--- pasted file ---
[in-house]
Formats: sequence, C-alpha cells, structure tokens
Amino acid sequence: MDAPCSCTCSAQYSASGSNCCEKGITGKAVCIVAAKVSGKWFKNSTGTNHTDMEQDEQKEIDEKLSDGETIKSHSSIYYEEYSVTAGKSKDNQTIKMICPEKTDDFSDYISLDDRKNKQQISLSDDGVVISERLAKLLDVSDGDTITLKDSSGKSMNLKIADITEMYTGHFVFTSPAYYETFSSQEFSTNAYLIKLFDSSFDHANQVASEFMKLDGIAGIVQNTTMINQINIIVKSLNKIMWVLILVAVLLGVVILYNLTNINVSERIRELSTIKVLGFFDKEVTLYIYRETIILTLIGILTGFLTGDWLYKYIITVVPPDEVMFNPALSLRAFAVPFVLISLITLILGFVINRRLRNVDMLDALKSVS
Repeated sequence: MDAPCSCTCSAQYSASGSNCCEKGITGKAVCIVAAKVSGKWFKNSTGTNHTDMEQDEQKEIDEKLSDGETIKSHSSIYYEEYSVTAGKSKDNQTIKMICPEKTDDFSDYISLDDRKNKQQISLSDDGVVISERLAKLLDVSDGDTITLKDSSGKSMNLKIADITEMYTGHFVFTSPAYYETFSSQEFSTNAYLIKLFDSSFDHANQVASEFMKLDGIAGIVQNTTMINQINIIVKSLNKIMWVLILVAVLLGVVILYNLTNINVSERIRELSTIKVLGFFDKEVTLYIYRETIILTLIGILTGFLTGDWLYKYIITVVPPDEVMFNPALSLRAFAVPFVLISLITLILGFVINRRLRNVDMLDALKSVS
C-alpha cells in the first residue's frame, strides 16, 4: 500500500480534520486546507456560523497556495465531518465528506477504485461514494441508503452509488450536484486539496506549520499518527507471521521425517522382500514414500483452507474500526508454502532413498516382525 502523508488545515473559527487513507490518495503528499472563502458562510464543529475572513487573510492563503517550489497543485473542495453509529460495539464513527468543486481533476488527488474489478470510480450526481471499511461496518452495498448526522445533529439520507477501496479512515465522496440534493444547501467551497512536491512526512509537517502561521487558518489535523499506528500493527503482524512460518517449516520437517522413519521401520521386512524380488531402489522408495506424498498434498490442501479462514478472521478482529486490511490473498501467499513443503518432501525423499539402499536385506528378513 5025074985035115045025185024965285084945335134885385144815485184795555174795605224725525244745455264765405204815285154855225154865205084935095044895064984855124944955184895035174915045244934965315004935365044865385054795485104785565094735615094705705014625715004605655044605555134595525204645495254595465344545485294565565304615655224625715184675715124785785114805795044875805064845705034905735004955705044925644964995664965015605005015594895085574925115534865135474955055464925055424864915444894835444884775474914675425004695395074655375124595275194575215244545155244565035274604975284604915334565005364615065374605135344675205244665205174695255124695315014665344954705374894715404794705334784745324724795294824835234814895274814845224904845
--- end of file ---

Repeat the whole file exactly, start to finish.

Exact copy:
[in-house]
Formats: sequence, C-alpha cells, structure tokens
Amino acid sequence: MDAPCSCTCSAQYSASGSNCCEKGITGKAVCIVAAKVSGKWFKNSTGTNHTDMEQDEQKEIDEKLSDGETIKSHSSIYYEEYSVTAGKSKDNQTIKMICPEKTDDFSDYISLDDRKNKQQISLSDDGVVISERLAKLLDVSDGDTITLKDSSGKSMNLKIADITEMYTGHFVFTSPAYYETFSSQEFSTNAYLIKLFDSSFDHANQVASEFMKLDGIAGIVQNTTMINQINIIVKSLNKIMWVLILVAVLLGVVILYNLTNINVSERIRELSTIKVLGFFDKEVTLYIYRETIILTLIGILTGFLTGDWLYKYIITVVPPDEVMFNPALSLRAFAVPFVLISLITLILGFVINRRLRNVDMLDALKSVS
Repeated sequence: MDAPCSCTCSAQYSASGSNCCEKGITGKAVCIVAAKVSGKWFKNSTGTNHTDMEQDEQKEIDEKLSDGETIKSHSSIYYEEYSVTAGKSKDNQTIKMICPEKTDDFSDYISLDDRKNKQQISLSDDGVVISERLAKLLDVSDGDTITLKDSSGKSMNLKIADITEMYTGHFVFTSPAYYETFSSQEFSTNAYLIKLFDSSFDHANQVASEFMKLDGIAGIVQNTTMINQINIIVKSLNKIMWVLILVAVLLGVVILYNLTNINVSERIRELSTIKVLGFFDKEVTLYIYRETIILTLIGILTGFLTGDWLYKYIITVVPPDEVMFNPALSLRAFAVPFVLISLITLILGFVINRRLRNVDMLDALKSVS
C-alpha cells in the first residue's frame, strides 16, 4: 500500500480534520486546507456560523497556495465531518465528506477504485461514494441508503452509488450536484486539496506549520499518527507471521521425517522382500514414500483452507474500526508454502532413498516382525 502523508488545515473559527487513507490518495503528499472563502458562510464543529475572513487573510492563503517550489497543485473542495453509529460495539464513527468543486481533476488527488474489478470510480450526481471499511461496518452495498448526522445533529439520507477501496479512515465522496440534493444547501467551497512536491512526512509537517502561521487558518489535523499506528500493527503482524512460518517449516520437517522413519521401520521386512524380488531402489522408495506424498498434498490442501479462514478472521478482529486490511490473498501467499513443503518432501525423499539402499536385506528378513 5025074985035115045025185024965285084945335134885385144815485184795555174795605224725525244745455264765405204815285154855225154865205084935095044895064984855124944955184895035174915045244934965315004935365044865385054795485104785565094735615094705705014625715004605655044605555134595525204645495254595465344545485294565565304615655224625715184675715124785785114805795044875805064845705034905735004955705044925644964995664965015605005015594895085574925115534865135474955055464925055424864915444894835444884775474914675425004695395074655375124595275194575215244545155244565035274604975284604915334565005364615065374605135344675205244665205174695255124695315014665344954705374894715404794705334784745324724795294824835234814895274814845224904845